Discussion Papers


No. 454: Developments in the market for newspapers and periodicals (December 2019)

Authors: Fabian Eltges, Petra Junk

(full version only available in German)


Online publication of news and changing reading habits have led to a massive decline of printed newspapers and periodicals. At the same time, many traditional publishers of daily and weekly newspapers offer their content as ePapers or eMagazines. Magazines for clubs and customers are equally facing declines in printed volumes. In addition to changing habits of media consumption, traditional publishers are challenged by eroding revenues from advertising and increasing cost of paper. These developments in publishing markets affect volumes for physical deliveries, and thus the market for delivery services in Germany.

The study offers data on sold and printed volumes for different segments of the publishing industry in German, and analyses the effect on delivery markets in Germany. It investigates future expectations of news publishers, and analyses current challenges for the sector, including digitisation, changing media habits, declining advertising revenues, and increasing prices for printing paper. The study presents a forecast of future volumes, and outlines strategies of publishers to cope with digitisation.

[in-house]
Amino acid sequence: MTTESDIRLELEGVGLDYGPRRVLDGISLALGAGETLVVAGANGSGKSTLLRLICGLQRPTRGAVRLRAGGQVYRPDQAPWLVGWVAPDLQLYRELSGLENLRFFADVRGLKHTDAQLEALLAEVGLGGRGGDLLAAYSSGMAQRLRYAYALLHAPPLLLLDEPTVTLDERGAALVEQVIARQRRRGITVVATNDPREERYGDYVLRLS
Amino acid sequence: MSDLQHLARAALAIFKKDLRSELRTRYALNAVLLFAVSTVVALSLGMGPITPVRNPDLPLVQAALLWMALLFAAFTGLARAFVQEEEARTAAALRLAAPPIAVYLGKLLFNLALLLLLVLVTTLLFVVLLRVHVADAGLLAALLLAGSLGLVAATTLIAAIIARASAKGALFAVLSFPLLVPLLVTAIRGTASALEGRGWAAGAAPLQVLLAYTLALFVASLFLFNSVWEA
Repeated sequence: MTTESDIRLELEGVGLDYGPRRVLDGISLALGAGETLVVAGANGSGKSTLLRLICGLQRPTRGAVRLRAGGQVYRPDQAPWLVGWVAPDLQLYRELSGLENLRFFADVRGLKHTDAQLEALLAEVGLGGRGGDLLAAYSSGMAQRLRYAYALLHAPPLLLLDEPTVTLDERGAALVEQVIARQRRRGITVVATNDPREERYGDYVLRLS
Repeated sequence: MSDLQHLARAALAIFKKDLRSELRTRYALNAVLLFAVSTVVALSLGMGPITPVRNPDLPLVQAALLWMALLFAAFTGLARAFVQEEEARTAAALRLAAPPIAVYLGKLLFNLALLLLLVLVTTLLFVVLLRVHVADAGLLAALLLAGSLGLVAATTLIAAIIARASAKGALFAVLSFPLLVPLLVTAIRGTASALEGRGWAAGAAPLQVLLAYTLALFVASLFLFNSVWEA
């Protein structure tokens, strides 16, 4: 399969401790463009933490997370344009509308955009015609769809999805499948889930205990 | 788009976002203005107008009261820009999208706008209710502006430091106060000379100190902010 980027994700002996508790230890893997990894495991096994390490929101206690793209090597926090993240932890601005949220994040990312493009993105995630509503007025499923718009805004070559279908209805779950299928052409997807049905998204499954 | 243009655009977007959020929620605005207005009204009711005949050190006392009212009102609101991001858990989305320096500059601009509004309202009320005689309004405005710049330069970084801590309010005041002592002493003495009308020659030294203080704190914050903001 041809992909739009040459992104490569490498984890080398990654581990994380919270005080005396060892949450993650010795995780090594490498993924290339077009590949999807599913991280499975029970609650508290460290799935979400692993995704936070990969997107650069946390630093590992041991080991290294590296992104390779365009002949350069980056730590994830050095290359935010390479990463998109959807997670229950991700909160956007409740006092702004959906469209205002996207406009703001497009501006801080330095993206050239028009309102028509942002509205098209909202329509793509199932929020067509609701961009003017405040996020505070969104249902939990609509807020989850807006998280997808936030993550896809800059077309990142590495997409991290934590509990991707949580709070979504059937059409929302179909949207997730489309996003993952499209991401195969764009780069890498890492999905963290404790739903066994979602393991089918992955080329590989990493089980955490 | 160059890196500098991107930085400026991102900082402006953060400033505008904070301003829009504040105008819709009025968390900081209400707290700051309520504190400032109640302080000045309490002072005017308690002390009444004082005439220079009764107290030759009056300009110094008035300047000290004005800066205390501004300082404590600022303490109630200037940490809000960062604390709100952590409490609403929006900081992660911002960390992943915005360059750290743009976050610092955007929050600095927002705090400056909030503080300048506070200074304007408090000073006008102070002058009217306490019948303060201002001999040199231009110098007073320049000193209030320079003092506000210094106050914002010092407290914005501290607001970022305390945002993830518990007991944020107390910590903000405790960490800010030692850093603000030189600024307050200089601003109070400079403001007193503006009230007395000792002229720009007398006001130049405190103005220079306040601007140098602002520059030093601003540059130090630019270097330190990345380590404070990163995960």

For the delivery markets, the study describes the logistical process for press subscriptions and the roles of different market players, and discusses current challenges from volume declines and increasing input costs. It presents future expectations of market players, and discusses the implications for the delivery market in Germany.

For periodicals, the study concludes that publishers do not currently have any economic alternative to postal delivery by Deutsche Post AG. This monopoly situation is expected to persist in the foreseeable future. Conversely, delivery of (daily) newspapers is dominated by local delivery companies specialised ion early morning delivery, often owned by local publishers. Since postal operators cannot facilitate early morning delivery, they struggle to offer attractive deliveries to newspaper publishers.

In the near term, newspaper publishers and their delivery organisations will benefit from a targeted subsidy introduced by the German federal government in autumn 2019. In the longer term, however, further volume declines and increasing labour cost will mean increasing cost of delivery for publishers. Further consolidation in the media industry appears as a likely consequence. In this perspective, newspaper publishers are in need of new business models and/or regular subsidies from government.

Diskussion Paper is available for download.

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